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skylee

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Bigdumogre

Reading Chinese breeze wrong, wrong, wrong

It's a start

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realmayo

Finished 《第七天》 by 余华, I thought it was an excellent book.

 

If anyone's considering it as a short-easy-book like 余华's 《活着》, I'd say it's a touch trickier to read, perhaps because the language is a little more abstract at times, more likely because the plot is frankly surreal. But overall the language felt fairly straightforward. (There's also an English translation but I don't know what it's like.)

 

I didn't find it gut-wrenching sad as 《活着》. But it's not exactly cheery! There's lots and lots (and lots) about the bad side of modern China. But some of the characters are quite sweet. And it's definitely funny at times. I really liked it.

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realmayo

Am two-thirds of the way through 《我们家》 by 颜歌 and am quitting, seriously bored reading about these shitty people and their shitty lives. It's about the life of the narrator's father in Sichuan, a guy who likes eating, drinking, sleeping around, and constantly going on and on about the people in his family and how difficult they make his life, we learn all about them via constant flashbacks and reminiscences. Maybe it's an authentic earthy slice of Chinese life, I don't know.

 

At first glance the book looked quite easy but actually it's full of very colloquial language and I think quite a bit of Sichuan dialect. I'm sure if I could read Chinese better I would have been less bored because I could move through it all faster. And quite probably there's lots more humour and other things going on in the language or the story that I have completely missed. But because I missed all that, I just found the whole thing dull and every single character unsympathetic.

 

I guess it'll be hard to find more writers like 余华 whose books so far I've found both interesting and easy to read. I'm okay settling for either interesting or easy. Not sure who to read next.

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Geiko

@Realmayo: Right after 余华 I read a couple of 三毛's works and《山楂树之恋》, by 艾米, and they were around the same level of difficulty. However, their style is very different from Yu Hua, so you might not like them. The author that comes to my mind is 石康, I'm reading his novel《奋斗》,and although it's a bit long (620 pages, 998 千字), the vocabulary is very common, it talks about the (mis)adventures of a group of friends in present-day Beijing right after they finish college. Oh, and there's a tv series based on the novel, it has its own First Episode Project topic. I've also read good opinions about his other books, the Wikipedia says his novel 《晃晃悠悠》is a bit like The Catcher in the Rye, and the CTA says I know 96% of their vocabulary without having studied unknown words yet.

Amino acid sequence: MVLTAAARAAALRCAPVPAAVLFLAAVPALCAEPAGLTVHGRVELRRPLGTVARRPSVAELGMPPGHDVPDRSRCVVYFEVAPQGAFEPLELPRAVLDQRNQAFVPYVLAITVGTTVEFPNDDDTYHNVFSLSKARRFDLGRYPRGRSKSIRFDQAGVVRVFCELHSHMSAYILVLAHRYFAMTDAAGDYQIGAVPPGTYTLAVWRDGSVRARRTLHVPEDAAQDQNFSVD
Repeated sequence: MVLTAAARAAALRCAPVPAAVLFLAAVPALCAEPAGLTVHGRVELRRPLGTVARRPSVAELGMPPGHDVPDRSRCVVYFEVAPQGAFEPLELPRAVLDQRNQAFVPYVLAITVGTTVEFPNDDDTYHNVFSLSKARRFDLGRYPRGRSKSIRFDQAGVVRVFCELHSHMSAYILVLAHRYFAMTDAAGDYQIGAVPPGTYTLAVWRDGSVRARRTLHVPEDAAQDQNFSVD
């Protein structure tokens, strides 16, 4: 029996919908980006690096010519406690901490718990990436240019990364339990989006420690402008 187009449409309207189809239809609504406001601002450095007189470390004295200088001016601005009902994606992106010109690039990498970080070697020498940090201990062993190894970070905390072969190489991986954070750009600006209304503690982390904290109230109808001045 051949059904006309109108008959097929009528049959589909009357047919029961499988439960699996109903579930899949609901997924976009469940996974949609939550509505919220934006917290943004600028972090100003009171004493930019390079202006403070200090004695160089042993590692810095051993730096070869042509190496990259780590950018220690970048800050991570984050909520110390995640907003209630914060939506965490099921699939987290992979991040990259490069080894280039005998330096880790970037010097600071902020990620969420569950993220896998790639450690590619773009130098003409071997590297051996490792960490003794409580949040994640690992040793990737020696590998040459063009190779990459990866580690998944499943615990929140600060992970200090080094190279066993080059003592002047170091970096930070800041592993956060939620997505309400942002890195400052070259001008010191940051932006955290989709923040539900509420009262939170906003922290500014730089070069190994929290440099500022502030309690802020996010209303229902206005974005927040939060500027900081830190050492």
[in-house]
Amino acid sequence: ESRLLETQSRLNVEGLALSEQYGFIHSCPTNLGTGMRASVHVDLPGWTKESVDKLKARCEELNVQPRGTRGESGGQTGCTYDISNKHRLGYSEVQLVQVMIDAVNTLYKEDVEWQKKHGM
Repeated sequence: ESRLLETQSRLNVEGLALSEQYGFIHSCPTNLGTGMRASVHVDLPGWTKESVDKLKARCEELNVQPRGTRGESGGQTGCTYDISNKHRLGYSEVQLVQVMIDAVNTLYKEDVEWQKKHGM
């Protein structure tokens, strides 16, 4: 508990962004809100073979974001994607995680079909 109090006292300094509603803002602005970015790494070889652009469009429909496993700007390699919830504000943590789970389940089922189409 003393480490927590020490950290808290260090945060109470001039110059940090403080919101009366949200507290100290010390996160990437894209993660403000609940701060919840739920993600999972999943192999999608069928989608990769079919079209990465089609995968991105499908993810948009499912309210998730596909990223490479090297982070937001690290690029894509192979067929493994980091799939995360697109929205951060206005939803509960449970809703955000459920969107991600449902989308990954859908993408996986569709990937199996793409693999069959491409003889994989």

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realmayo

Ha! Yesterday evening I started reading 《背影》 by 三毛! Very readable so far. What did you read by her?

 

Thanks for the other suggestions. I'll have a look at 艾米. And 石康: I've watched (and liked) the TV version of 《奋斗》 so I don't fancy reading the book, but I'll definitely look up 《晃晃悠悠》.

 

For January and February I'm aiming for four hours reading a day but that means I don't always have the patience to persevere with material that I might enjoy more if I was in less of a rush.

 

CTA failed me for the first time with 《我们家》! Although in fact it was the 'fault' of the dictionary: because many of the words were non-standard they were just counted as single characters that I already knew, rather than parts of unknown words.

 

Okay back to Africa with 三毛.

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imron

I'll get around to improving the segmenter eventually! In the meantime the OSX version is finally almost finished, and should be ready sometime after Chinese New Year

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realmayo

Hehe I don't think it was the fault of the segmenter, rather that the dictionary doesn't speak good enough 四川话。

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Geiko

@realmayo: (About 三毛) I read three of her novels (撒哈拉的故事, 稻草人手記 and 高原的百合花) and a short story (傾城), and I enjoyed them all.

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Geiko

Finished 《奋斗》after one and a half months. Although it's very long (620 pages, how long would it be if translated into any western language?), the vocabulary is very easy, and amazingly enough the book keeps your attention until the end, so I recommend it as an "easy reading". I'll wait some months before watching the tv series, though.